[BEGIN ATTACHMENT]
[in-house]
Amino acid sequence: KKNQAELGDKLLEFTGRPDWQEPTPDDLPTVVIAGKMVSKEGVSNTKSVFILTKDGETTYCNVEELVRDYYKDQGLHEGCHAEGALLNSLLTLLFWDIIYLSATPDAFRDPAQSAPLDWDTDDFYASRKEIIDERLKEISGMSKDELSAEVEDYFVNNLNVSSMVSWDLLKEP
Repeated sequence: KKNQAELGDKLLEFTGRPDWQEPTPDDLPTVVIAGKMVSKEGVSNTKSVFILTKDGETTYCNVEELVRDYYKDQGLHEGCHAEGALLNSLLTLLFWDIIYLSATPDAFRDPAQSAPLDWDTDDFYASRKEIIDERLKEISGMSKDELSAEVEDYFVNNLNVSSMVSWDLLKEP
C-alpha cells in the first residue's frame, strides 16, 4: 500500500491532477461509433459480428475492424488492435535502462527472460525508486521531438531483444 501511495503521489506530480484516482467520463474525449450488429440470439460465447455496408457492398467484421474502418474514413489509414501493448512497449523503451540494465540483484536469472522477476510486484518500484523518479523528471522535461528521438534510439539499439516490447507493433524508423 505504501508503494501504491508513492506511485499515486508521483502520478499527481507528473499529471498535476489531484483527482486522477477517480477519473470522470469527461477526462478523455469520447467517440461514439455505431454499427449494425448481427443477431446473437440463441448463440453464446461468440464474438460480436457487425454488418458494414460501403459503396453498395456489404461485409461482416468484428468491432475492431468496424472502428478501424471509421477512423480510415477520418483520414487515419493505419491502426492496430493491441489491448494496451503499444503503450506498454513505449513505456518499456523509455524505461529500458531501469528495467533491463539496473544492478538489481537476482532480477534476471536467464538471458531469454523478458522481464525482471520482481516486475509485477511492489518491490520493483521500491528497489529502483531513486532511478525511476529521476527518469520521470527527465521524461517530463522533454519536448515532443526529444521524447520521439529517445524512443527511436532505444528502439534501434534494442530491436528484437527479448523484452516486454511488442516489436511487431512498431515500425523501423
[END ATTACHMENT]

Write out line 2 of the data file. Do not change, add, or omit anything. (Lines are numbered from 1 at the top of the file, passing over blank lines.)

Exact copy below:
Amino acid sequence: KKNQAELGDKLLEFTGRPDWQEPTPDDLPTVVIAGKMVSKEGVSNTKSVFILTKDGETTYCNVEELVRDYYKDQGLHEGCHAEGALLNSLLTLLFWDIIYLSATPDAFRDPAQSAPLDWDTDDFYASRKEIIDERLKEISGMSKDELSAEVEDYFVNNLNVSSMVSWDLLKEP